as they come in and out of view. This involves finding an apropriate
methods for detecting areas which will track well, and detecting if and
when a particular tracker has lost its target.
- Modeling articulated and non-rigid objects To model complex objects (such
as humans), more than simple rigid structure is required. Articulated
motion should be detected and extracted from the tracked image
projections. Methods for geometry extraction from tracked data must be
reformulated to accommodate articulated object. Non-rigid motion can be
represented by the dynamic textures (as discussed in the Thesis section).
- Dealing with occluded textures With support for 360 degree views, and more
complicated, self-occluding objects, the entire texture will not be
visible in every training image. A method must be found to detect the
visibility of all parts of the texture in the training data. Then, only
visible parts of the texture will be extracted during the capture stage
when the sample textures are analyzed.
Service robotics and prothesis for the elderly and handicapped are
emerging areas in sensory-based intelligent robotics. While robotics
has been successfully applied in engineered (e.g. manufacturing)
applications, traditional methods for robot control, calibrated in a
global Euclidean frame, have proven difficult to apply in everyday
(unstructured) human environments. In addition, traditional robots are
inflexible and unnatural for the human to program.
In contrast, humans effortlessly interact physically and visually in
the world -- a human can easily pick up an visible object, and can
also watch a whole task, learn, and transform the visual information
into the necessary motor(muscle) movements. In vision-based robotics,
instead of conventional programming, the human can show the robot what
to do using gestures carrying symbolic (what) and deictic (where)
information. In this implementation, the robot and human share the
same visual frame, and the robot interprets the visual directions to
carry out the task.
A main challenge for hand-eye coordination in uncalibrated
environments is how to transform visual information into the motor
frame and how to use it for motion control to ensure stable and
convergent behavior. In visual feedback motion control this is a
continuous process and the instantaneous coordinate transforms can be
estimated on-line using Broyden methods from optimization
theory. Researchers have solved some example tasks using these ideas,
but complete and coherent principles for the application of
uncalibrated or partially calibrated methods to arbitrary task are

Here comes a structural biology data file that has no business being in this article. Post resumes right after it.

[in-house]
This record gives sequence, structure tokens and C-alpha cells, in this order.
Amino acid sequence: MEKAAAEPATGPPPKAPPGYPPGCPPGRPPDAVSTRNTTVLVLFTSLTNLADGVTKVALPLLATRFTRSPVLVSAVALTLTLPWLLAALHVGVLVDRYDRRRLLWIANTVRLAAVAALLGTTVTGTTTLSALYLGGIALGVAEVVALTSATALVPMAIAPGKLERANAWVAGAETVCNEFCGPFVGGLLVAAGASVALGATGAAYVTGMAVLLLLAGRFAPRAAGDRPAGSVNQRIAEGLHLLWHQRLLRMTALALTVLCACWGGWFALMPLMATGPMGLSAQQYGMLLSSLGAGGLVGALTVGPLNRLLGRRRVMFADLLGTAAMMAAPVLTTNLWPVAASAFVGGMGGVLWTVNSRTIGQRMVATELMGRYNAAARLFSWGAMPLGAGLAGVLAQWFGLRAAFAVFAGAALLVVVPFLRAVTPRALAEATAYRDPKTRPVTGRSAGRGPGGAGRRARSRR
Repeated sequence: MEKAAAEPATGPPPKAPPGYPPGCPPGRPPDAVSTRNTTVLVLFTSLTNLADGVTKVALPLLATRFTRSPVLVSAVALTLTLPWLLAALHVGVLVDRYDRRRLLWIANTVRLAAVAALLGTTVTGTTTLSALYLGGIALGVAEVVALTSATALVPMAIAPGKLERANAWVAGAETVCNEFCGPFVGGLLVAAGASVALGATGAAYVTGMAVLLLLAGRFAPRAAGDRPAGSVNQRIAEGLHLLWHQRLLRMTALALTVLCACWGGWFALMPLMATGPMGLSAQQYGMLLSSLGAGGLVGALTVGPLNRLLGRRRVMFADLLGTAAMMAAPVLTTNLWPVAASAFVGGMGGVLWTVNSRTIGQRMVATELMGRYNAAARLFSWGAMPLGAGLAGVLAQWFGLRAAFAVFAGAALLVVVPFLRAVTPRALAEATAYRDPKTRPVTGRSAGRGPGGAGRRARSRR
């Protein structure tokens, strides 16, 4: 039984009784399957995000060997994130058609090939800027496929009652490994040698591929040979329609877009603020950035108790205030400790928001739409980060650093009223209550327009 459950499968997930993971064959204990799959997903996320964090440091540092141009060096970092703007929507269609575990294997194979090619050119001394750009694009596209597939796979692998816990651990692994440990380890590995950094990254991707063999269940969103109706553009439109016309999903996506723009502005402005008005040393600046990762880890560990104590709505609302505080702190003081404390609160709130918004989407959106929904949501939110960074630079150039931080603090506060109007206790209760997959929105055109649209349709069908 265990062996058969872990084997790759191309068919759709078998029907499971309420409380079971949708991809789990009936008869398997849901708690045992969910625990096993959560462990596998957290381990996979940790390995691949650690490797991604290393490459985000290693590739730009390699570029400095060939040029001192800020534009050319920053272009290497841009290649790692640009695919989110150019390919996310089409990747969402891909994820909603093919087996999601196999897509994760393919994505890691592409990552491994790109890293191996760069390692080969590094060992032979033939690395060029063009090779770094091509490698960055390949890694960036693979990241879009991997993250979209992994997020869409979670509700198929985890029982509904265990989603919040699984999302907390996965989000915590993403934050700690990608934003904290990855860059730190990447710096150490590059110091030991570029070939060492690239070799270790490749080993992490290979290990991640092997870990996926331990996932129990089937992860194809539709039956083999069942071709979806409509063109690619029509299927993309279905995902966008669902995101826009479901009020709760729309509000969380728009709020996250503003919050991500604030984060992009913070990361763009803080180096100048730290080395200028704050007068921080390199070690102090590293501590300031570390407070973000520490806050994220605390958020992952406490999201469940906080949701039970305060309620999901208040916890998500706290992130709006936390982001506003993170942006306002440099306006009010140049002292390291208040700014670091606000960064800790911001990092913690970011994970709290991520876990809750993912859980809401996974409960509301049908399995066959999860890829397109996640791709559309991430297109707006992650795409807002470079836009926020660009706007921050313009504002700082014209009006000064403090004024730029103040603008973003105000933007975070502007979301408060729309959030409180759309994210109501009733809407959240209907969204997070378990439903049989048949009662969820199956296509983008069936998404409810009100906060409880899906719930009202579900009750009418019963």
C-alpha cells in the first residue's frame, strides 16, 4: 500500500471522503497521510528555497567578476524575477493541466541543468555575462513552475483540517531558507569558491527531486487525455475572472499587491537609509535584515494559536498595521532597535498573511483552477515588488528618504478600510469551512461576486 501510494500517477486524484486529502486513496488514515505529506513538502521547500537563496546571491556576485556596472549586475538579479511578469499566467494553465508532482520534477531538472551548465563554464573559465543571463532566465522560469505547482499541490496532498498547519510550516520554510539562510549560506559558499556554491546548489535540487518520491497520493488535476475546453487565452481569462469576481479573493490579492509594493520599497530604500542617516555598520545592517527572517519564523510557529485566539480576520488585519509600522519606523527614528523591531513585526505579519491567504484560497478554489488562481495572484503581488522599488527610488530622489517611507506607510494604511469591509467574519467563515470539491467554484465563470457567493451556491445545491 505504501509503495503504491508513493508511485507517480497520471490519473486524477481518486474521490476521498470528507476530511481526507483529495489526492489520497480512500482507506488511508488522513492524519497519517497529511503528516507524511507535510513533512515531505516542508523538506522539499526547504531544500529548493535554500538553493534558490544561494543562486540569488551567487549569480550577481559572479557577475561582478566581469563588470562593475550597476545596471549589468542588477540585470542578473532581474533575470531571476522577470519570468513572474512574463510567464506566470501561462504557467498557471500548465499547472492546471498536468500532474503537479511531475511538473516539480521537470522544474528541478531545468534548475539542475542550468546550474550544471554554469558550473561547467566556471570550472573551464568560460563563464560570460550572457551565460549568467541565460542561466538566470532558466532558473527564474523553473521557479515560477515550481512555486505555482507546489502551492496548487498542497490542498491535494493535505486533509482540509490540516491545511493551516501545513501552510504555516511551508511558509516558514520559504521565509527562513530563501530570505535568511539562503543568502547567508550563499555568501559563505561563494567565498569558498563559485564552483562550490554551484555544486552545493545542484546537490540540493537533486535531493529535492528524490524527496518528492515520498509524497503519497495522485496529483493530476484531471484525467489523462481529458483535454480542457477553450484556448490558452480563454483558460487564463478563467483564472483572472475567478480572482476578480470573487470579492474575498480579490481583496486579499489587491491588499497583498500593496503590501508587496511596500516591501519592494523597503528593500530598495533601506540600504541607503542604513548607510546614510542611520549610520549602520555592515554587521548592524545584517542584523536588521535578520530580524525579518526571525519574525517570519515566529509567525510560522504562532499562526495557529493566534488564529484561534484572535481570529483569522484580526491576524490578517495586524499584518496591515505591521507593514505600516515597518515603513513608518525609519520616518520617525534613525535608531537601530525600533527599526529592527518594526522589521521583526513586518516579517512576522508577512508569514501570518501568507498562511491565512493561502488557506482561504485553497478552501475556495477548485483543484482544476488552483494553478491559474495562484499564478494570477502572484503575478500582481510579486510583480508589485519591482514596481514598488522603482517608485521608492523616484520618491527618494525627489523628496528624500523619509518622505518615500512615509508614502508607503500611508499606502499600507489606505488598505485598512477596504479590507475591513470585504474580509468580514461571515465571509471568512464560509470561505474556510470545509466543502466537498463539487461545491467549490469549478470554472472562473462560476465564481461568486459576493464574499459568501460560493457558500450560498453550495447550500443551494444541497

In a summer project one or more of following can be studied:
This project bridges computer vision, robotics, rehabilitation engineering and psychophysics on the study of human movement and human interaction with robots. At the U of Alberta precedents for such links already exists in focused projects, proposed or under way, between professors Jagersand (CS), Weber (Kinesiology), Jones (Biomed Engineering) and Pearson (Physiology). Returning to the previous point, even severely handicapped persons (quadroplegics) retain accurate eye movement control. An interesting cross-disciplinary application would be to build an eye-tracker based user interface, where the patient uses his or her gaze direction to control a service robot.
- How to formulate typical human manipulation tasks using information from uncalibrated or partially calibrated camera-robot systems. Hespana, Dodds and Hager have recently theoretically proved that the level of camera calibration affects what manipulation tasks are solvable, e.g. for a weakly calibrated camera exactly those tasks expressable by a projectively invariant task function are solvable. We intend to study to what the least amount of information needed for classes of normal human tasks by looking for the least restrictive formulation and invariance needed. This tells us if a task is at all solvable from visual information given particular vision system assumptions, but not how to generate the motions to solve the task.
- How to go from visual specifications to actual robot motion. Published vision based control have used simple linear controllers. The stability and convergence of these depend on the task (objective) function properties. We intend to study how to compose geometric task specifications into convex (solvable) task functions, and how to formulate stable, convergent controllers for these.
- To implement and study several experimental tasks, such as a robot that can pick up and manipulate objects visually pointed to by a human supervisor. Human-assistive robotics is an area where experimental evaluation of real tasks often suggests new principles for the robotic solutions. The resulting systems can serve as prototypes for how to implement real robotic assistants in home care and rehabilitation.
- Current robotic hardware, ie industrial arms, need to be modified to
support this kind of control. In particular, low level access directly
to the joint servos need to be provided in corrent, velocity and
position modes. In this project a student talented in real-time
programming and electrical engineering will work
togehter with other researchers in the group on providing the hardware
and software access. In particular the responsibilities of the new
person will be to modify the hardware in an exisiting Unimation PUMA
760 controller to connect the analog controllers and amplifiers with
a PC-card based AD/DA card (Servo-2-go card), and hence bypassing
the built in inflexible digital controller. Nex the new person
will develop the SW drivers for the new HW in collaboration with
the otjher researchers to support the use of the new controller under
either real-time linus or QNX.